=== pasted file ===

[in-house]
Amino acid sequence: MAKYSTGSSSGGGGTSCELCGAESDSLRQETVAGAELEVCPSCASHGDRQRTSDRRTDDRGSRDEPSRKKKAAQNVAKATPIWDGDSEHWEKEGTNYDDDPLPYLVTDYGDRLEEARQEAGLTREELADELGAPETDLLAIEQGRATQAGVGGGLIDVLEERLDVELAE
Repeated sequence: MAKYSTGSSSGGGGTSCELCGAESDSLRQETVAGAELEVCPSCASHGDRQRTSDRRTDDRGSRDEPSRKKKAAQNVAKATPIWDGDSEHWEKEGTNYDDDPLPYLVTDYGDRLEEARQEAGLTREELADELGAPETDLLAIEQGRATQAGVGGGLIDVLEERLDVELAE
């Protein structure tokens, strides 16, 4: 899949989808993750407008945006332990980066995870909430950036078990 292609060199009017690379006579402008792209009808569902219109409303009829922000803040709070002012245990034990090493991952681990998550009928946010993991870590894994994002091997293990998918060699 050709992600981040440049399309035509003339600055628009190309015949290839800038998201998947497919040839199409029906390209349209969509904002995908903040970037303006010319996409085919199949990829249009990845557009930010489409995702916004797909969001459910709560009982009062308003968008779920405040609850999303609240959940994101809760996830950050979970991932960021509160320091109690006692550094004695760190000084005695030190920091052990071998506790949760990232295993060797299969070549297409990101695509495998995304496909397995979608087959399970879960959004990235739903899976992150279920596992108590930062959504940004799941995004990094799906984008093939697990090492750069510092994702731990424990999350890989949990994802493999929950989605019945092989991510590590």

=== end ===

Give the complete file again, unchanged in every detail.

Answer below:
[in-house]
Amino acid sequence: MAKYSTGSSSGGGGTSCELCGAESDSLRQETVAGAELEVCPSCASHGDRQRTSDRRTDDRGSRDEPSRKKKAAQNVAKATPIWDGDSEHWEKEGTNYDDDPLPYLVTDYGDRLEEARQEAGLTREELADELGAPETDLLAIEQGRATQAGVGGGLIDVLEERLDVELAE
Repeated sequence: MAKYSTGSSSGGGGTSCELCGAESDSLRQETVAGAELEVCPSCASHGDRQRTSDRRTDDRGSRDEPSRKKKAAQNVAKATPIWDGDSEHWEKEGTNYDDDPLPYLVTDYGDRLEEARQEAGLTREELADELGAPETDLLAIEQGRATQAGVGGGLIDVLEERLDVELAE
């Protein structure tokens, strides 16, 4: 899949989808993750407008945006332990980066995870909430950036078990 292609060199009017690379006579402008792209009808569902219109409303009829922000803040709070002012245990034990090493991952681990998550009928946010993991870590894994994002091997293990998918060699 050709992600981040440049399309035509003339600055628009190309015949290839800038998201998947497919040839199409029906390209349209969509904002995908903040970037303006010319996409085919199949990829249009990845557009930010489409995702916004797909969001459910709560009982009062308003968008779920405040609850999303609240959940994101809760996830950050979970991932960021509160320091109690006692550094004695760190000084005695030190920091052990071998506790949760990232295993060797299969070549297409990101695509495998995304496909397995979608087959399970879960959004990235739903899976992150279920596992108590930062959504940004799941995004990094799906984008093939697990090492750069510092994702731990424990999350890989949990994802493999929950989605019945092989991510590590």